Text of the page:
If you’ve walked along lower Fifth Avenue, then the Museum of Sex most certainly has caught your eye; maybe you’ve even visited it and seen a few of the exhibits curated by Sarah Forbes.
Sarah is the museum’s sole curator, which means it’s her job to conceive and oversee exhibitions on a myriad of topics related to sex. Her goal is the same as the museum’s goal: to expand visitors’ horizons and to dispel myths and misconceptions that are out there. Beyond educating the public through its oftentimes provocative exhibits, the Museum of Sex is dedicated to sharing information and artwork through its permanent collection of over 15,000 artifacts as well as its research library and media archive.
With Valentine’s Day approaching, we couldn’t think of a better time to chat with Sarah to find out more about New York’s relationship with sex, how the museum helps the city understand it differently, and why it’s the perfect spot to celebrate the holiday.
What makes New York the perfect city for a museum devoted to sex?
New York City has an incredible history of sex. It’s not just this Times Square era. For instance, we have brothel guides from 1855 and 1856. So somebody coming to New York in that time period could find lists with addresses, descriptions, and information on all of the owners of these houses. New York was this publishing center of a lot of erotica. You have that legacy and then that evolving into what New York City was known as in the 1970s, and then to what it is today.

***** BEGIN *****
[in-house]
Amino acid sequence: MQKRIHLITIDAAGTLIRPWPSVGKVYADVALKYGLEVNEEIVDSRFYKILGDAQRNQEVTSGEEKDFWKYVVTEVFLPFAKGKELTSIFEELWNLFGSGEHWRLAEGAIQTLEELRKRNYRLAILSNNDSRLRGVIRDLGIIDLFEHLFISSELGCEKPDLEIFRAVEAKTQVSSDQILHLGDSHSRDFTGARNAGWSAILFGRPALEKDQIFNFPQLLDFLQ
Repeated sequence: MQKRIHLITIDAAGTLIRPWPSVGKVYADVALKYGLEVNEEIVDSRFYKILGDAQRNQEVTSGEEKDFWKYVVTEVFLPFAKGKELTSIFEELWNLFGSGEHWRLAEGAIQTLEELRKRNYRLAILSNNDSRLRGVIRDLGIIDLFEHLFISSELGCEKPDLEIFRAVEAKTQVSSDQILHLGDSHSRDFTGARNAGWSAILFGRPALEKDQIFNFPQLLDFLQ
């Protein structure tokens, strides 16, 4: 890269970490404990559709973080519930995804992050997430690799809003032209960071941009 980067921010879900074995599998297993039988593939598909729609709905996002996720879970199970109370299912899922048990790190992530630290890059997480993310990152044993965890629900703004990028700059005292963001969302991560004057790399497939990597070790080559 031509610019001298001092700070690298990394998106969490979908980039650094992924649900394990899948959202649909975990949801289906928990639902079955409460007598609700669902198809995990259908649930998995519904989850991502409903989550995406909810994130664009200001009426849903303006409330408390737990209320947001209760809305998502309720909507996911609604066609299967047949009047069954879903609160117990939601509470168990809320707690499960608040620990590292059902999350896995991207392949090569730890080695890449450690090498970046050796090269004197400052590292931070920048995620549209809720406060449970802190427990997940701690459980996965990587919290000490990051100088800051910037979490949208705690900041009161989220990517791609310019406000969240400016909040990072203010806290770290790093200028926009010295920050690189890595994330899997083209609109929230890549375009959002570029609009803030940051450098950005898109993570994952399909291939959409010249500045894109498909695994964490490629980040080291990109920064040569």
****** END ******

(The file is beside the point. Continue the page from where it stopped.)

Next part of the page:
The museum is located in a neighborhood referred to as the Tenderloin in the 19th century for its bordellos, saloons and dance halls. Is the location a coincidence or is it a nod to the area’s history?
It’s one of those fortuitous coincidences. The museum was founded in 2002. This was definitely more of an up-and-coming neighborhood then. The neighborhood has evolved around us and we have been able to benefit from that changing energy and demographic. We get to be part of that 5th Avenue address, which we think of as still part of the museum mile.
Gambling, prostitution, saloons, and dance halls stayed open all night in the Tenderloin. Image via “Infamous Manhattan”, by Andrew Roth.
How can sex be understood differently through exhibitions?
We are so inundated with sexual information and misinformation through popular culture. And really, there is a lack of real sexual education out there either from our young schooling days or even in college. With our exhibitions, we want them to appeal to a wide segment of the population. We are an 18+ institution, so this could mean someone who is not exposed to the subject matter at all or someone who has written a dissertation on the topic.
The museum shares a great deal of scholarship on sex. How is that scholarship curated for the public?